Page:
The collected works of one of contemporary poetry’s most original voices Gathered together, the poems of Frank Bidart perform one of the most remarkable transmutations of the body into language in contemporary literature. His pages represent the human voice in all its extreme registers, whether it’s that of the child-murderer Herbert White, the obsessive anorexic Ellen West, the tormented genius Vaslav Nijinsky, or the poet’s own. And in that embodiment is a transgressive empathy, one that recognizes our wild appetites, the monsters, the misfits, the misunderstood among us and inside us. Few writers have so willingly ventured to the dark places of the human psyche and allowed themselves to be stripped bare on the page with such candor and vulnerability. Over the past half century, Bidart has done nothing less than invent a poetics commensurate with the chaos and appetites of our experience. Half-light encompasses all of Bidart’s previous books, and also includes a new collection, Thirst, in which the poet austerely surveys his life, laying it plain for us before venturing into something new and unknown. Here Bidart finds himself a “Creature coterminous with thirst,” still longing, still searching in himself, one of the “queers of the universe.” Visionary and revelatory, intimate and unguarded, Bidart’s Half-light: Collected Poems 1965-2017 are a radical confrontation with human nature, a conflict eternally renewed and reframed, restless line by restless line.
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Half Light- poems, Heather Minette, 2018, 58 pages. Heather Minette is also the author of Rooftops and Other Poems, published by Blue Hour Press in 2013. She earned her M.A. in Literature and Graduate Certificate in Women's Studies from The University of Houston - Clear Lake, and Graduate Certificate in Legal Studies from Rice University. She lives in Kemah, Texas with her husband and son and writes at heatherminette.com. The world Minette creates in Half Light is alive with the glory of everyday objects, splintered beams and buckled floors, whiskey, scabbed knees and sundresses, and thanks to Minette's keen eye, readers will emerge from that world better ready to appreciate their own. Joanna Eleftheriou, Assistant Professor of Literature at The University of Houston - Clear Lake
Elisabeth is a picture restorer. This gives her the solitude and independence she needs - living and working alone in her flat. Despite her skills and reliability, Elizabeth undercharges for her work - valuing the worth of the paintings rather more than herself. Her ambitions are modest: beauty to look upon, unintrusive friendships and complete privacy. But when a mysterious and obviously wealthy man commissions her to restore his fabulous collection, an uncharacteristic combination of curiosity and financial need prompts her to accept his offer. Elisabeth soon realises her error, as the past and the present combine to make privacy her nemesis. As she becomes hostage to her patron, her lover and her friend realise they know nothing about her, or where she might be.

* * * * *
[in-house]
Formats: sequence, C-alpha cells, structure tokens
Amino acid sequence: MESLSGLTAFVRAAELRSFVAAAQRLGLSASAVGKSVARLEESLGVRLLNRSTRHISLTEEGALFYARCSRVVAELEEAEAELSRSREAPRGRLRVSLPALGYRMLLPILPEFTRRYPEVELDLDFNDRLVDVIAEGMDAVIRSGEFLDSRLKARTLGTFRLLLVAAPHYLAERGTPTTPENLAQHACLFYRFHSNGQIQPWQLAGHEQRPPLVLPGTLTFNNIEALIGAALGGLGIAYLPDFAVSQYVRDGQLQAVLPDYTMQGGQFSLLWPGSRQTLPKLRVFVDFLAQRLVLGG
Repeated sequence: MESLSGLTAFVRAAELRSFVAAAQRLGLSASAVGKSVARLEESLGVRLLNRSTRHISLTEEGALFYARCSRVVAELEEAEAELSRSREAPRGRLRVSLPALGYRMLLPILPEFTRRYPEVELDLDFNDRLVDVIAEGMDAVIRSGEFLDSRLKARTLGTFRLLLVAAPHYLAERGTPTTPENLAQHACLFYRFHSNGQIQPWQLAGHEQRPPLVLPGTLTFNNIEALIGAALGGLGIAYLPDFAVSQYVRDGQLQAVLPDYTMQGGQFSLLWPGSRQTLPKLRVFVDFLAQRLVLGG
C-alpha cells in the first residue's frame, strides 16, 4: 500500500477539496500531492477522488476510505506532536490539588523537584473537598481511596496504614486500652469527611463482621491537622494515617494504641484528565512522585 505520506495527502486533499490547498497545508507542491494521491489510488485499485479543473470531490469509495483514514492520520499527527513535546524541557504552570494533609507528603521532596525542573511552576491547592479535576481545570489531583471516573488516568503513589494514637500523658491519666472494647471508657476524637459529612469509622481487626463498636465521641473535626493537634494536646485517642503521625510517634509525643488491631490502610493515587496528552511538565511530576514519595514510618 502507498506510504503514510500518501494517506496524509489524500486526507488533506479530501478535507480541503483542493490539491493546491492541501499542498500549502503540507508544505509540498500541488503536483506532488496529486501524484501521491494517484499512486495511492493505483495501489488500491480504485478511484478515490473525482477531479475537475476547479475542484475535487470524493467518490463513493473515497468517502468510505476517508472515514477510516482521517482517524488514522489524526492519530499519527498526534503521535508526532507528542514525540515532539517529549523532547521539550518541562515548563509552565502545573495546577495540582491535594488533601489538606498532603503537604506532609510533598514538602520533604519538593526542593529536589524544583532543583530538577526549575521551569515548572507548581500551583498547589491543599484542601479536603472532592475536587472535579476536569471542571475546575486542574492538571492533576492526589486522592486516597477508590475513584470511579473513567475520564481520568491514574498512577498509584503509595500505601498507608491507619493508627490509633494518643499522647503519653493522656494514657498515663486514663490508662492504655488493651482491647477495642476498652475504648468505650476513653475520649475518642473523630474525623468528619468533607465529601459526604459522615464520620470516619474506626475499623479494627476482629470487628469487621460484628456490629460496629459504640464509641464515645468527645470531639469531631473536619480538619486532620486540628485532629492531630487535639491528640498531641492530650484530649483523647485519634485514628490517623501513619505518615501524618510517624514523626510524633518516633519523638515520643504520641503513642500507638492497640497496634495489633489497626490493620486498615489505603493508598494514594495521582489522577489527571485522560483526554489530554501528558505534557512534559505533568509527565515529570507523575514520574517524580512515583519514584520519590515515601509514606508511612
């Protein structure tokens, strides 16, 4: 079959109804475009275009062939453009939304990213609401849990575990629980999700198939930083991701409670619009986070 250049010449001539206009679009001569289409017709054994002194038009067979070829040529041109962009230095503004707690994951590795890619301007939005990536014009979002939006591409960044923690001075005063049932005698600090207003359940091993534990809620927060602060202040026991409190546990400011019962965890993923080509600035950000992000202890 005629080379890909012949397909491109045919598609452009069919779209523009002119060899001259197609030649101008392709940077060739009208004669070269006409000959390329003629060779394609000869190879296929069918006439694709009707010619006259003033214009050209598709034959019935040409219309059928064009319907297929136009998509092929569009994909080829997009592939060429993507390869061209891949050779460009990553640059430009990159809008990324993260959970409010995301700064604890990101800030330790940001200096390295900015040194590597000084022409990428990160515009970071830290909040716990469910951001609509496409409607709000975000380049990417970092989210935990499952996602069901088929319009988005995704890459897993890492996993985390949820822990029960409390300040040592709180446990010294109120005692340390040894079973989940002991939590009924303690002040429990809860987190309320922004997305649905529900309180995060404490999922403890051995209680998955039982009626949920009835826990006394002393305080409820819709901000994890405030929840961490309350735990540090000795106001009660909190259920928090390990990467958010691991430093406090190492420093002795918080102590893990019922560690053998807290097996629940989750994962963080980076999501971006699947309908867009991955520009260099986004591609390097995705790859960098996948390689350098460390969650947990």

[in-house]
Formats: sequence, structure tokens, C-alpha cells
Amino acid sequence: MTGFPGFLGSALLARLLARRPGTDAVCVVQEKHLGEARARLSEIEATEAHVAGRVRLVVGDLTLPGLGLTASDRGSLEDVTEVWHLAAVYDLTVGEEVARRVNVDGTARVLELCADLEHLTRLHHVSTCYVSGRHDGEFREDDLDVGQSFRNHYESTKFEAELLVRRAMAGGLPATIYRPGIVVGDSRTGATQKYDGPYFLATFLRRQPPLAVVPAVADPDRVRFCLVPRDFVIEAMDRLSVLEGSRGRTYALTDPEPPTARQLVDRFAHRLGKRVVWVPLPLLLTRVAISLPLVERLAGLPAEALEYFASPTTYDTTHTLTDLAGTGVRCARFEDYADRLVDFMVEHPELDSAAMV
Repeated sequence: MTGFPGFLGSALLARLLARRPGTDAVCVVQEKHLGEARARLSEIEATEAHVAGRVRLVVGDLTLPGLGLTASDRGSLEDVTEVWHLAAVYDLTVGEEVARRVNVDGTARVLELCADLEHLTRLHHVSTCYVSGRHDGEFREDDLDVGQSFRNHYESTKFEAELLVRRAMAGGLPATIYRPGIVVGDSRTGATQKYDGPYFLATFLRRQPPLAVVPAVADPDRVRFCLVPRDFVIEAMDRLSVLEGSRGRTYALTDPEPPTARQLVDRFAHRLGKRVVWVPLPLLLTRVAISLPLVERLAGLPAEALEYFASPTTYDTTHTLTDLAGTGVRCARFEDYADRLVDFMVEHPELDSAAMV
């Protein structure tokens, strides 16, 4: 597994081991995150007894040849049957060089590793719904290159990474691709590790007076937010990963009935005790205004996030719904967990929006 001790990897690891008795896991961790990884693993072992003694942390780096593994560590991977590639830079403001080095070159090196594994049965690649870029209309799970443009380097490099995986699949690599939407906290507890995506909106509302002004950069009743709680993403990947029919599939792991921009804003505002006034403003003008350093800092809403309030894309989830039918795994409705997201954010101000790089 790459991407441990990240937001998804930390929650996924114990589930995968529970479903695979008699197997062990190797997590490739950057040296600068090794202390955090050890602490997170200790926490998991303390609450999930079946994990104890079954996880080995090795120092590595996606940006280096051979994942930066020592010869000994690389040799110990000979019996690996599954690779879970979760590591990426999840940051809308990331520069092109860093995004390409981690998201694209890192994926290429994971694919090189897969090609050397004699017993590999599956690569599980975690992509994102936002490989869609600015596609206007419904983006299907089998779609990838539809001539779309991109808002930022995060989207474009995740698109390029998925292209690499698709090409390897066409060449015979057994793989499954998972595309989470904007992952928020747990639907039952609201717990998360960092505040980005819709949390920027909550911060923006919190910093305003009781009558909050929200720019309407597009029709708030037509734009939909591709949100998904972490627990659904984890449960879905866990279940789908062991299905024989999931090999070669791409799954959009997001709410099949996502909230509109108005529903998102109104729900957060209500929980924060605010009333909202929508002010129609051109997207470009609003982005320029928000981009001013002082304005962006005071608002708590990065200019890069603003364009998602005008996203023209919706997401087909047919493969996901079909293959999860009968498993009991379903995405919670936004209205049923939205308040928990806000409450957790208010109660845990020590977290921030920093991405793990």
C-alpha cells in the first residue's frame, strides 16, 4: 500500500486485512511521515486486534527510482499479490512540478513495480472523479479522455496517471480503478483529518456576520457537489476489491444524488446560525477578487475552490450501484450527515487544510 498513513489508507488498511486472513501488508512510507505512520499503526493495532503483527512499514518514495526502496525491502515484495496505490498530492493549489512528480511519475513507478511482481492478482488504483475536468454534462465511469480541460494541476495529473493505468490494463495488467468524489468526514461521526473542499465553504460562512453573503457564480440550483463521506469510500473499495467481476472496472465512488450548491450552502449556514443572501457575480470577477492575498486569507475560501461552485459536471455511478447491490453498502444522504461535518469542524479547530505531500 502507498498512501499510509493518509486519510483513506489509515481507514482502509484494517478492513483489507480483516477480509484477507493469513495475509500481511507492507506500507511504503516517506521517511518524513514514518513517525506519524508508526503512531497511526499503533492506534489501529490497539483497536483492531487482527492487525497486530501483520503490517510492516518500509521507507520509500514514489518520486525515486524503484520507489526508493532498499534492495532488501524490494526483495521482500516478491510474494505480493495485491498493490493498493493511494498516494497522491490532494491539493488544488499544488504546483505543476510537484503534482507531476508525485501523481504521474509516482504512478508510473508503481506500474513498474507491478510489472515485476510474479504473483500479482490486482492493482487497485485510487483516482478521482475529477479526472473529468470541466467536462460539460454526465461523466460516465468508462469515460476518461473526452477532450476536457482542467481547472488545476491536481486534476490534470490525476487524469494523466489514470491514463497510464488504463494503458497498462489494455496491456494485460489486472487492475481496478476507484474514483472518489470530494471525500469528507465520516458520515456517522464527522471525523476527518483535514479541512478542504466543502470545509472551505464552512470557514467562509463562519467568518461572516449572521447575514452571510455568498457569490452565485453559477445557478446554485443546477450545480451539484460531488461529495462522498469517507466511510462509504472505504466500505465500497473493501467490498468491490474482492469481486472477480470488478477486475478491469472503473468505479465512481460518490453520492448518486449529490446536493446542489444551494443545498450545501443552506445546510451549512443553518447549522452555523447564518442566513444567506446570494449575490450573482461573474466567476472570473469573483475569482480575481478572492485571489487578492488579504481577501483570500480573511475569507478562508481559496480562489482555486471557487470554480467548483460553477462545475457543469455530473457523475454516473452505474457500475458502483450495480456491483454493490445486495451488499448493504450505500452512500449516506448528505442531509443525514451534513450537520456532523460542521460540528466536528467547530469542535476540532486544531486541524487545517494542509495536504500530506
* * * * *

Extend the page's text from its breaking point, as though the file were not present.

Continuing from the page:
Stumbling in the Half-Light follows a self-professed “chubby little half-breed” from the Six Nations reservation as he embarks on a lifetime of spiritual adventures within the Baha’i community. Through fifty-two short, autobiographical stories, John Sargent retells a life of humour, humility, loss, and faith. John’s endearing openness leads him through a life of adventure—from a childhood on the reserve, to years in Africa, to a career in architecture and finally as an administrator of First Nations communities. But his real calling: was to bring the Baha’i faith to First Nations communities throughout North America. Some of the reviewers of the manuscript had this to say about Stumbling in the Half-Light:
Imagine a city divided. Fae and human mages on one side, vampire Blood Lords and shape-shifting Beast Kind on the other. Between these supernatural forces stands a peace treaty that threatens to shatter at the slightest provocation.... I was raised to do the right thing. But to my family that means staying safe behind the walls of human society. To be a respectable metalmage and never put myself at risk. But the treaty is faltering. And if it fails, nothing is safe. To help save the city and everyone I care about, I will use whatever means I can to ensure the negotiations to renew the treaty are successful—even if that means forging an alliance with a man who is the very opposite of the right thing.... Fen is trouble. Wild. He would rather bind himself in iron and drink himself into oblivion than learn to master the visions that come to him. Those visions might just hold the key to peace, and it seems that my power might hold the key to his control—if I can keep it around him....